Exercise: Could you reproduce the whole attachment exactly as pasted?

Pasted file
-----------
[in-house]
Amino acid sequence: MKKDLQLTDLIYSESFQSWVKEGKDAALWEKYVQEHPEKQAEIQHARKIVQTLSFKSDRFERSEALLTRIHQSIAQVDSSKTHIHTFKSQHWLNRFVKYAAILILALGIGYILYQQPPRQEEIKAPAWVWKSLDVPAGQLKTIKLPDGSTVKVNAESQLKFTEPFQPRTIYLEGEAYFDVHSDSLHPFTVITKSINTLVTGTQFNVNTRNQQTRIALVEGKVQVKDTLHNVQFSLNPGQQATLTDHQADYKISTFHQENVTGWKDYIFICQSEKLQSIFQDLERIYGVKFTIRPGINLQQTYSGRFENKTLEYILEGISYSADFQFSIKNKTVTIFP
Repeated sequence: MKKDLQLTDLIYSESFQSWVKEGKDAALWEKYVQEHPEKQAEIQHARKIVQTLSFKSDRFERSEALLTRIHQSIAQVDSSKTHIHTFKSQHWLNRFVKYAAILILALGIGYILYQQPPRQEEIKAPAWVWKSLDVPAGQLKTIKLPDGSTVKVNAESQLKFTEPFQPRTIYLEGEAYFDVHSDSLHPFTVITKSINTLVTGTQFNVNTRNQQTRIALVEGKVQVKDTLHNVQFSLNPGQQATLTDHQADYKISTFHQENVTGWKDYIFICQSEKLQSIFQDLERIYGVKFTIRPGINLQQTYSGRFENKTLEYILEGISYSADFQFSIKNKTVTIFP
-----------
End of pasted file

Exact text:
[in-house]
Amino acid sequence: MKKDLQLTDLIYSESFQSWVKEGKDAALWEKYVQEHPEKQAEIQHARKIVQTLSFKSDRFERSEALLTRIHQSIAQVDSSKTHIHTFKSQHWLNRFVKYAAILILALGIGYILYQQPPRQEEIKAPAWVWKSLDVPAGQLKTIKLPDGSTVKVNAESQLKFTEPFQPRTIYLEGEAYFDVHSDSLHPFTVITKSINTLVTGTQFNVNTRNQQTRIALVEGKVQVKDTLHNVQFSLNPGQQATLTDHQADYKISTFHQENVTGWKDYIFICQSEKLQSIFQDLERIYGVKFTIRPGINLQQTYSGRFENKTLEYILEGISYSADFQFSIKNKTVTIFP
Repeated sequence: MKKDLQLTDLIYSESFQSWVKEGKDAALWEKYVQEHPEKQAEIQHARKIVQTLSFKSDRFERSEALLTRIHQSIAQVDSSKTHIHTFKSQHWLNRFVKYAAILILALGIGYILYQQPPRQEEIKAPAWVWKSLDVPAGQLKTIKLPDGSTVKVNAESQLKFTEPFQPRTIYLEGEAYFDVHSDSLHPFTVITKSINTLVTGTQFNVNTRNQQTRIALVEGKVQVKDTLHNVQFSLNPGQQATLTDHQADYKISTFHQENVTGWKDYIFICQSEKLQSIFQDLERIYGVKFTIRPGINLQQTYSGRFENKTLEYILEGISYSADFQFSIKNKTVTIFP